The second task, Prevention, generally consisted of being actively involved with the individual units to ensure that they were aware of the Behavioral Healthcare available to them while also decreasing the stigma associated with seeking care. The COSC prevention team would try to make frequent appearances at morale events on FOBs, as well as ensuring a presence throughout the FOB at areas of high foot traffic like Dining Facilities. The prevention team would also be called on by commanders to perform Unit Needs Assessments where they would survey the unit and provide feedback to the commander about the state of the mental health of his or her unit.
I felt that probably the most important part of the prevention mission was to ensure that everybody on the FOB knew what resources we offered and also how to access them. In addition, by calling ourselves “Combat Stress,” and not “Behavioral Health,” we were able to decrease the stigma that prevents soldiers from seeking Behavioral Healthcare in garrison. The presence of BHOs in units and a strong media campaign on the FOB helps soldiers to realize that combat is emotionally taxing and that it is not a sign of mental illness to seek help.
The third task of the COSC is our traditional Behavioral Health treatment mission. In keeping with the combat mentality though, we referred to treatment in Afghanistan as “warrior restoration.” A combat stress control clinic in Afghanistan in the fall of 2014 was surprisingly similar to an outpatient garrison community behavioral healthcare center.
The clinic at Bagram consisted of a concrete hardened building about 1500 square feet in size. We were lucky in that we were there so late in the conflict that the structure was built to withstand artillery fire, so that when we received incoming indirect fire we continued our mission without interruption. When you walked in the front door there was a small waiting area with couches and a large flat screen television showing movies. The front desk was usually manned by an enlisted behavioral health specialist who would check the patient in on the computer system and secure his or her weapon. When it was time for the patient’s appointment, they would come into the back of the building where we had small individual offices to see the patients. The building was heated, air conditioned, and usually had a better supply of coffee and chocolate bars than most community mental health centers in the USA. Clinically, we essentially performed the same type of assessment and treatment that we did in garrison. I discuss later in further detail the unique clinical challenges we faced during troop drawdown in the fall of 2014.
In October 2014, we closed our Warrior Restoration Center. The Warrior Restoration Center was an inpatient psychiatric unit modified for a combat environment. Unlike a regular inpatient psychiatric unit where a patient would stay until his or her symptoms were adequately improved, the Warrior Restoration Center was designed for a fixed 5-day stay. Patients would be admitted on a Monday and leave on Friday. Each cycle would consist of about 5-10 patients.
The purpose of the Warrior Restoration Center was to allow service members whose psychological coping mechanisms were acutely overtaxed to take a respite from the stress of their day to day combat operations and focus on behavioral healthcare treatment. Patients were admitted to the Warrior Recovery Center with the expectation that at the end of their 5-day stay they would be able to return to full duty with their unit.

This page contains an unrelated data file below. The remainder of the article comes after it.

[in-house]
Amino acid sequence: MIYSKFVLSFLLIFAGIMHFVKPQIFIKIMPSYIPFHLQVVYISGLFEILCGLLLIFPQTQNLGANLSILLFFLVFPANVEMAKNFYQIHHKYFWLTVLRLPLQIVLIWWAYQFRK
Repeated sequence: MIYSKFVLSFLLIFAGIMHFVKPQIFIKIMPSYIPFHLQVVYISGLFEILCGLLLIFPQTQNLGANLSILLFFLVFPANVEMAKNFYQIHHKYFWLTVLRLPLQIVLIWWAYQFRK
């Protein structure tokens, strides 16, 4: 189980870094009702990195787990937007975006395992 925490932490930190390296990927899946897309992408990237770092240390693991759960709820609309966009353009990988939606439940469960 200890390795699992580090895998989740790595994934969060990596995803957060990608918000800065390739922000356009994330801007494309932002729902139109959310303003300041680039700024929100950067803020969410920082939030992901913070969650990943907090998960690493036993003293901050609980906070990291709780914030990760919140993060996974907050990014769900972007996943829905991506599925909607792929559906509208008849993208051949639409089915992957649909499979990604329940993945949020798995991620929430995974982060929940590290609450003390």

Much like an inpatient unit, patients at the Warrior Recovery Center spent most of their day engaging in a full spectrum of behavioral healthcare to include individual psychotherapy, medication management, group therapy, occupational therapy, recreational therapy, and spiritual support from the Chaplain Corps. At night they remained at the Warrior Recovery Center and stayed in barracks style rooms. The Warrior Recovery Center served as an important treatment modality to rehabilitate patients in order for them to remain deployed and combat effective.
With our number of COSC personnel dropping from approximately 50 down to 10, we no longer had the staffing available to man the Warrior Restoration Center and so we were forced to close it. At this point, we were left with a limited range of treatment options. The first option was routine outpatient care. For most of the patients this was a reasonable option and we were able to see patients on a weekly basis, or even sometimes three times a week, if they needed it. However, at this point, I had to make a theater wide decision on how we would treat our soldiers that were suffering from a more severe burden of mental illness.
Probably the most significant thing that made managing psychiatric patients in a combat zone very different, from those outside of a combat zone, was that every patient was carrying a weapon at all times with a full magazine of ammunition. The fundamental question that every BHO had to ask themselves when treating patients was, “Do I feel comfortable letting this soldier carry a weapon?”
When soldiers presented with suicidal ideation, plan or intent, this was not a difficult decision and we would promptly notify the soldier’s commander that the soldier should not be allowed access to weapons. As one could imagine, the answer to this question was not as clear cut in other cases.
What should a provider do, for example, if a patient was having angry outbursts, poor yet not clearly dangerous judgment, or unsubstantiated collateral information that the patient had made some form of self-injurious statement or gesture? Complicating this decision was also the fact that when a soldier is not allowed to carry his or her weapon in a combat zone he or she immediately becomes identified to the rest of his or her unit as not being mentally healthy.